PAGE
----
Now, I don’t care if you have a religion or not, I’m not a preacher and I won’t convert you. Religion is a good thing for me, but I’m quite prepared to believe it’s not as happy an experience for many. I struggle with Organised Religion, perhaps because I instinctively distrust the Status Quo and people who seem to be completely sorted in anything. But I do know that it’s easier to find friends through a church or church organisation, simply because the official creed in religions is that we are all Brothers and Sisters and should get on. It’s easier to make friends if you can join a group of any kind, rather than sitting back and expecting friends to find you.
One of the most welcome developments in Church organisation across the world was the rise of focus (again) on small groups. Bible study groups, Life Groups, prayer groups: whatever they were called the intention was that a group of no more than 12 people would meet together to share support, prayer and fellowship (that’s a fancy church word for being friends) and that these people would, in effect, be your immediate Church Family.
The Church I go to has a fondness for small group work, and it is a very good thing to join. Proper Church services can be (forgive the idea) very impersonal, because the focus is on You and God, rather than you and other people. Getting to know your neighbour between hymns and prayers is hard, because talking when the service is quiet is a no-no. Our Vicar does encourage talk in free moments, like when the children leave for their groups, or after communion, but a 2 minute talk is never long enough to get past the niceties of how are you and how was your week? Proper friendship needs more than 2 minutes a week.
I’ve been in several small groups at Church, divided along different lines. Organising them can be a nightmare. Do you split by age, gender, stage of life or do you mix people up and have a family grouping with different generations and experiences together? There is much to be said for all. The Oasis group, formed by and for Young Mums who (at that time) didn’t work during the day was a source of peace and tranquillity, offered complete with babysitting services. Other groups, with a mix of young and old, worked as well, because they gave you an insight into life beyond your own experience.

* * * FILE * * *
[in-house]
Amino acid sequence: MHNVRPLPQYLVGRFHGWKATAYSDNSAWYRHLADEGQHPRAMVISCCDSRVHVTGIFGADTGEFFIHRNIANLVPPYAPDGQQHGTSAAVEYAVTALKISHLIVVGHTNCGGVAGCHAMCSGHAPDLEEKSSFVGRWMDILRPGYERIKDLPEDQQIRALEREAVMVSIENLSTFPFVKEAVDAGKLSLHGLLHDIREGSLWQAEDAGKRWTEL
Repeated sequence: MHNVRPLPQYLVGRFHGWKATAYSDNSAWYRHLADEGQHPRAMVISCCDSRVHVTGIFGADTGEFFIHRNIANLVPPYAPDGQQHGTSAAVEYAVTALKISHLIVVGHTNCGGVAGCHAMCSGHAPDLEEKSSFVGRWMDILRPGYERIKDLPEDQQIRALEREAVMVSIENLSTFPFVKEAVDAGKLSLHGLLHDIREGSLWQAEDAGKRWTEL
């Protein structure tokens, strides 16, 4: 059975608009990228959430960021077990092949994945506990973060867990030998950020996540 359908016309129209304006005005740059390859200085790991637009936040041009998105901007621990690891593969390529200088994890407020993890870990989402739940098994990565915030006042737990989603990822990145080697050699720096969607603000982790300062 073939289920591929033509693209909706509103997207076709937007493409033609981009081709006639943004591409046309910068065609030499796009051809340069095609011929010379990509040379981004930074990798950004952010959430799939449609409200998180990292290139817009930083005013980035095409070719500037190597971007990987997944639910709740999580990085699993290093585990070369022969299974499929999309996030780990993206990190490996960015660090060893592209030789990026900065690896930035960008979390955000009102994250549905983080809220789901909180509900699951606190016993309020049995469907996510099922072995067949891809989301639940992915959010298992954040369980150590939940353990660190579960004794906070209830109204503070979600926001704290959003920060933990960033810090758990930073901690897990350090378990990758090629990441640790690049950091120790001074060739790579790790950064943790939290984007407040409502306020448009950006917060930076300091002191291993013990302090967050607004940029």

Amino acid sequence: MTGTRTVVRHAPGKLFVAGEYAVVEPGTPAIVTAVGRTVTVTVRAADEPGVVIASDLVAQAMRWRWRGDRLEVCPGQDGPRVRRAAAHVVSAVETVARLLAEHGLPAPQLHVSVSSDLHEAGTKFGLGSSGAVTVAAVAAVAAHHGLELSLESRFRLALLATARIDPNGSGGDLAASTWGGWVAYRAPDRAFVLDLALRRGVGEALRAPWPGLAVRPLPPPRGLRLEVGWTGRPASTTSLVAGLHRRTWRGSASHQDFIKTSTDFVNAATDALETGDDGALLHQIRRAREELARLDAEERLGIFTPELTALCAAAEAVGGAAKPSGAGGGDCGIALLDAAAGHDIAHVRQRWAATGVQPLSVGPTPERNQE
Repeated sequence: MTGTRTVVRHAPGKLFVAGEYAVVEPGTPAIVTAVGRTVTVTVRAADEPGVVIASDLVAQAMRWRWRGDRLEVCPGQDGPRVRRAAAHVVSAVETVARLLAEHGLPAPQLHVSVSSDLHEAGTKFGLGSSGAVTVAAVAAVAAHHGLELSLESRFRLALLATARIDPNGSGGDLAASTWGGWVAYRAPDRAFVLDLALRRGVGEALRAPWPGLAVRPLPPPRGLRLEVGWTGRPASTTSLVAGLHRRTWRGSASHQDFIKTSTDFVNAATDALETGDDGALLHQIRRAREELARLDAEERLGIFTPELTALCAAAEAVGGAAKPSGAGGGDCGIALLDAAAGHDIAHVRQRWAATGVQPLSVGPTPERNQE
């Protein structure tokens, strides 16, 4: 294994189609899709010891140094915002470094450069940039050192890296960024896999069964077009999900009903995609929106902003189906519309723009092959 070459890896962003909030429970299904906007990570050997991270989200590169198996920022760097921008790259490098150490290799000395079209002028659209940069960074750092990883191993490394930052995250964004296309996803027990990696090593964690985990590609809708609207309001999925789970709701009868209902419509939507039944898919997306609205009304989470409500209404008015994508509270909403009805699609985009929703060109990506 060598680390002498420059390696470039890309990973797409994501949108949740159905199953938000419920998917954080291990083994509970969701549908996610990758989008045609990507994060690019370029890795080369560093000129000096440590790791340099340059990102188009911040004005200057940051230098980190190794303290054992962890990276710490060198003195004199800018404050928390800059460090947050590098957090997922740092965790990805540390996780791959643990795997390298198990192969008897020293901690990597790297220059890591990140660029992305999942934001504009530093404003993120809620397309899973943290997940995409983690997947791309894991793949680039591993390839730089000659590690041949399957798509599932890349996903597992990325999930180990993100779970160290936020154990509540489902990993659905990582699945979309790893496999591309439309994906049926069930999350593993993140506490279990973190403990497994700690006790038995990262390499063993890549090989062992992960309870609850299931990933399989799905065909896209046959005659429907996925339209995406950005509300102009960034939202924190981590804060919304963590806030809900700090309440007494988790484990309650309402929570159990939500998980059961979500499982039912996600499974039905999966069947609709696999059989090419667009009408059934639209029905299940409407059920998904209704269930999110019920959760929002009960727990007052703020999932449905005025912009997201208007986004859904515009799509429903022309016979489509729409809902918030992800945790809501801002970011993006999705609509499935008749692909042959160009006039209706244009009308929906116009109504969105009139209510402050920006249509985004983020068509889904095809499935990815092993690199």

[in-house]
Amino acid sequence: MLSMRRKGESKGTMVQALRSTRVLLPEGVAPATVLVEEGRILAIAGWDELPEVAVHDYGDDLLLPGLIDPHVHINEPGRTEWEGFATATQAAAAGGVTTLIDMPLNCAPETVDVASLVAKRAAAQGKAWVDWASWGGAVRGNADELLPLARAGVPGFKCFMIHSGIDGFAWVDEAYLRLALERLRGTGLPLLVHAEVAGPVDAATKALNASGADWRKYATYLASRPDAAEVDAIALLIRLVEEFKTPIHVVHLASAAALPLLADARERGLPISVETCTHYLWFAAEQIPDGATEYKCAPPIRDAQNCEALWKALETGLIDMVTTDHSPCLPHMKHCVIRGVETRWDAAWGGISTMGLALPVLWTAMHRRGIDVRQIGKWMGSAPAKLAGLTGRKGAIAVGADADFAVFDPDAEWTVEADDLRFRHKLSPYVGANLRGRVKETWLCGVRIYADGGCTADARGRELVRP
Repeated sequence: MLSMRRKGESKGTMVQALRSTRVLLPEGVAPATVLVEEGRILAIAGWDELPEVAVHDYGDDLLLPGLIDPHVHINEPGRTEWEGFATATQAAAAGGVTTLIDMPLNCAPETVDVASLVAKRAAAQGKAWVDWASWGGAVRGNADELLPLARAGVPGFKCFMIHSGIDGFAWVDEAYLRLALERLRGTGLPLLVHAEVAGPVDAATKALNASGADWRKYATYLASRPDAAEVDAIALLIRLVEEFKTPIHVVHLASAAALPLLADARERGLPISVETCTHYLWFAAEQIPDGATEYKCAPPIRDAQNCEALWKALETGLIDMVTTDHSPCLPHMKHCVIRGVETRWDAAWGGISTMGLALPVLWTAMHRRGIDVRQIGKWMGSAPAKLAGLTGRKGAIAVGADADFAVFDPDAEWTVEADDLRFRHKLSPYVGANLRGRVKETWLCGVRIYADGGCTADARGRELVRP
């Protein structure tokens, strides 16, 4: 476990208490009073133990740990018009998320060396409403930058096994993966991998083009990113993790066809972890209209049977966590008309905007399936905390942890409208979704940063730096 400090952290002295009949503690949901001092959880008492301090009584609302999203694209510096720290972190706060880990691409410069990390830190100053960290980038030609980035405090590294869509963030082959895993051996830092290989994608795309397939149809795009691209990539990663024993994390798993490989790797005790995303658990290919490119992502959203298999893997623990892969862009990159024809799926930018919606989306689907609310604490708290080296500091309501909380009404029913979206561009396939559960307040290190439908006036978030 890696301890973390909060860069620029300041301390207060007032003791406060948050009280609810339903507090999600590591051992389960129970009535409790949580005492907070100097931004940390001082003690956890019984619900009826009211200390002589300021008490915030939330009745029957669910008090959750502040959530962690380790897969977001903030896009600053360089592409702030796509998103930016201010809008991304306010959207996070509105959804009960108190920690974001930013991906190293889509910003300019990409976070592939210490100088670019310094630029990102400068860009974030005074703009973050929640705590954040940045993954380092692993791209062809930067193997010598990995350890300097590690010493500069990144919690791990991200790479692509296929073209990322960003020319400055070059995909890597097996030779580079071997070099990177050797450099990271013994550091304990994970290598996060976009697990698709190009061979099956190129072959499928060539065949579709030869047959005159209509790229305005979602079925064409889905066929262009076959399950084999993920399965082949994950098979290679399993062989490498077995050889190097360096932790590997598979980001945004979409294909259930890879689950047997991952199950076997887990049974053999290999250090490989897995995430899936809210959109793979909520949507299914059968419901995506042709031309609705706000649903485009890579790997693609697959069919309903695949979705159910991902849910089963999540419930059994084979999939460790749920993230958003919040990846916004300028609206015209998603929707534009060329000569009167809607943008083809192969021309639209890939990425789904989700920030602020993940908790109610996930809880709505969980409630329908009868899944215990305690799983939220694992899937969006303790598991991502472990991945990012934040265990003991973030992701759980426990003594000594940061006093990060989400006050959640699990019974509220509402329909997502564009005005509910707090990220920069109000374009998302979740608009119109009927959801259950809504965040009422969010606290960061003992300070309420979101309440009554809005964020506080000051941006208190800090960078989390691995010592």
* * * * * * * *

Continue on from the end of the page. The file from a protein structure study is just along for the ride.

All the groups offered study, prayer and fellowship as standard. Fellowship is a peculiar word but it seems to be one religions are fond of using. It means friendship based on the shared interests. Not full friendship, but a state of being alongside and travelling together for a common goal. It’s an opening for friendship, rather than full-blown friendship with a person. Having said that, the openness and sharing in a small group does mean that you find out about others in the group rather quicker than a friendly chat would usually work, so fellowship very quickly becomes a relationship based on safe space, trust and confidence. A very hyggely experience, in other words.
It’s impossible to know the deepest problems of another human and not look at them differently. Hopefully, with compassion and love. In a small group you quickly become their support, a safe sharing space, or a source of help and information. You get a bond, and you feel obliged to strengthen that bond by keeping their confidences, earning their trust. You do that, or the group loses out. You share their pains and joys, you hear their problems and issues, you can give them a different perspective on their life just as they provide you with a new perspective on yours. Holy Hygge.
Okay, you are still reading, but you’re thinking, “Oh, my grief! Does She expect me to join a Church just for the small group work?” And the answer (of course) is no. Unless you want to. What I’m asking is that you consider what small groups are available to you. In your life. Right now.
I believe that being a member of a small group dedicated to something can be a most hyggely experience, as long as the group is free from drama and drama queens, with a good group dynamic. That could be a reading club, a craft group, a class run by a local school or technical college, a walking group, drinking group or any group based on an interest you have. I think building a group specifically to suit you is always possible… I’ve started reading groups & craft groups for that sole purpose. Think what you like most, look in local papers, magazines and online to see if anything suits you and then, if there’s nothing, set one up. (yes, that’s easier said than done, but anything good is worth doing)
Belong, build the friendships and be certain, as long as you persist with the group the hygge will come. And it will be good.
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